Welcome back, Mumilaaq
MP deserves credit for seeking help when she needed it
Nunavummiut should be glad to learn their member of Parliament, Mumilaaq Qaqqaq, is back on the job. The rookie member of the NDP caucus resumed her public duties Monday, after taking a 10-week leave of absence to deal with mental health issues.
In October, when she began her leave of absence, she didn’t say much about why. But she broke her silence Tuesday, releasing a video message, one day after her office told Nunatsiaq News she would be “progressively” returning to work.
Countless former MPs have testified to, and historians have documented, the crushing toll public service can take. Too much time away from home. Never-ending pressure from constituents. The constant grind of working in an adversarial, hyper-partisan environment.
Now that we know Qaqqaq was dealing with “extreme burnout, depression and anxiety,” it’s a reminder there doesn’t need to be secrecy about getting help for mental health issues. There’s no shame. Everyone has a right to their privacy, but public figures surrender a bit of it because of their jobs.
Nunatsiaq News pushed for answers from Qaqqaq, her office and from the NDP because her constituents deserve to know what their elected representative was doing. That’s part of what a newspaper’s job is — to hold elected officials accountable for their job performance.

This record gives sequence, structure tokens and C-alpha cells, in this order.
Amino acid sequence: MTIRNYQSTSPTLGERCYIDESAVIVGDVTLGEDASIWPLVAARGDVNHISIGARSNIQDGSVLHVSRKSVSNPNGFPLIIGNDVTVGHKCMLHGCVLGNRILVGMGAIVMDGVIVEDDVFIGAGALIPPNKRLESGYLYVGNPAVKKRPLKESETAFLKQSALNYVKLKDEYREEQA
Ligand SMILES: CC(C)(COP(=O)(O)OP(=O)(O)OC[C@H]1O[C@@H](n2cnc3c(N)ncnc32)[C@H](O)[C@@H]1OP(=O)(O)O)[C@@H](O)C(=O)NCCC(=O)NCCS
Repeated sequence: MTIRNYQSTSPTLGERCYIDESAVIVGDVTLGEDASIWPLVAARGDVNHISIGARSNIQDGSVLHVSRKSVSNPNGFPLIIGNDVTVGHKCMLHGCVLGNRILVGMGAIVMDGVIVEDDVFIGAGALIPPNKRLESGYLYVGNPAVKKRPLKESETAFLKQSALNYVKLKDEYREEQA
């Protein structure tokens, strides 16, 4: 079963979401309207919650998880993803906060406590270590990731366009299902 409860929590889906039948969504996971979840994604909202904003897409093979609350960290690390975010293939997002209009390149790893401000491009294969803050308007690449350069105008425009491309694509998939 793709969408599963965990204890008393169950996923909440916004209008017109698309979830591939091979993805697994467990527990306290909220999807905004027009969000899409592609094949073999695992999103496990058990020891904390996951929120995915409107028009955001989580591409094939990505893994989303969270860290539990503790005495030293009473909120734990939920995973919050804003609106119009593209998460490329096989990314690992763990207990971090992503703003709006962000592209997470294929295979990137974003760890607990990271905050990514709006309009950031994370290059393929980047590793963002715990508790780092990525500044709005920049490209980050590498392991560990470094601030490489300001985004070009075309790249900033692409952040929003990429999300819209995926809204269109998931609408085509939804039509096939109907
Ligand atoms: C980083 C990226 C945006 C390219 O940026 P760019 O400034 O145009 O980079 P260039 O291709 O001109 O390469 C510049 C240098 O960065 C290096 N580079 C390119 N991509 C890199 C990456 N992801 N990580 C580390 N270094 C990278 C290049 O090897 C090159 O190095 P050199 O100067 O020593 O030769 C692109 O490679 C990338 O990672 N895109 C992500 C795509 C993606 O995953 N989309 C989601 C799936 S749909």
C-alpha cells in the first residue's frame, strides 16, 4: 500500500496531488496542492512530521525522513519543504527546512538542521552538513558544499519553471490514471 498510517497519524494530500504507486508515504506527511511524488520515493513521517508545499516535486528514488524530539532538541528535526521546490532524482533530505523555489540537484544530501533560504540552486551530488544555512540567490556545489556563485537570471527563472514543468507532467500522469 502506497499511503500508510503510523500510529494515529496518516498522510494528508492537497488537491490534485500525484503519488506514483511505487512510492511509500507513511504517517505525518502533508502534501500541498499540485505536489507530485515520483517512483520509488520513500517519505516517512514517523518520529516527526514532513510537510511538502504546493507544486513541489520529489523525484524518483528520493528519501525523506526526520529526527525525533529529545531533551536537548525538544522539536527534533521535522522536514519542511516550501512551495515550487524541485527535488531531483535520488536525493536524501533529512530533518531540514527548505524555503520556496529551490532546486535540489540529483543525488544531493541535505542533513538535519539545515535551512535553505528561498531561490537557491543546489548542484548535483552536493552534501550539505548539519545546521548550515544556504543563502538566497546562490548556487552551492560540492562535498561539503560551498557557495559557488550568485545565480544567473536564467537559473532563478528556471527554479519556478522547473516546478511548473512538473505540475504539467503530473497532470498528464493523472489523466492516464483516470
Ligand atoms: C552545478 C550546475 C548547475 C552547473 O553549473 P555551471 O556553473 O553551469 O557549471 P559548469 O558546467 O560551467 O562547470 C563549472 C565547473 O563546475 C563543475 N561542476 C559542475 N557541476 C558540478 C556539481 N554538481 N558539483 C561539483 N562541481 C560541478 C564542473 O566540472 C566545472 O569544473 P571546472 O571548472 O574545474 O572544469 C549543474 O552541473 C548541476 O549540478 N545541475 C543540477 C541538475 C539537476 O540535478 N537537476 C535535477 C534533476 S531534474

Every member of Parliament has important work to do. Qaqqaq had identified the need for a report on what she called “inhumane” housing conditions across the North. Nunavummiut — and all Canadians — need this important social issue to be addressed.
During Qaqqaq’s absence, some readers were critical of her role as MP or of the effectiveness of the NDP. That’s fair game in politics. They will get a formal opportunity to evaluate both in the next election, which — depending on how long Qaqqaq and her party’s leader, Jagmeet Singh, continue to support the Liberal minority government — could be just weeks away.
However, politics should not be personal. We all need to be charitable to our elected representatives. After all, they are a reflection of us. It brings to mind the touching words outgoing U.S. president George H. W. Bush wrote in a letter he left for his rival, incoming president Bill Clinton in 1993: “Your success now is our country’s success. I am rooting hard for you.”
Because she is Nunavut’s member of Parliament, Mumilaaq Qaqqaq’s success is the success of all Nunavummiut. To be successful at her job, she needs to enjoy good mental health.
In recent years, Canadian society has seen big changes in the way we think about mental health issues. When it comes to understanding the challenges people go through, we have become a kinder, gentler nation. There is still much more work to do in this area, however.
That’s why it is helpful for public figures to share their experiences.
We sincerely hope she is doing well. We are proud of her for recognizing that she needed help and for seeking it. In this regard, she is a role model for anyone who struggles with burnout, depression and anxiety.
There will be a time to judge Qaqqaq on her record as an MP.
But now is the time to commend her for doing what she needed to get well, and to wish her the best in resuming her role and Nunavut’s voice in the House of Commons.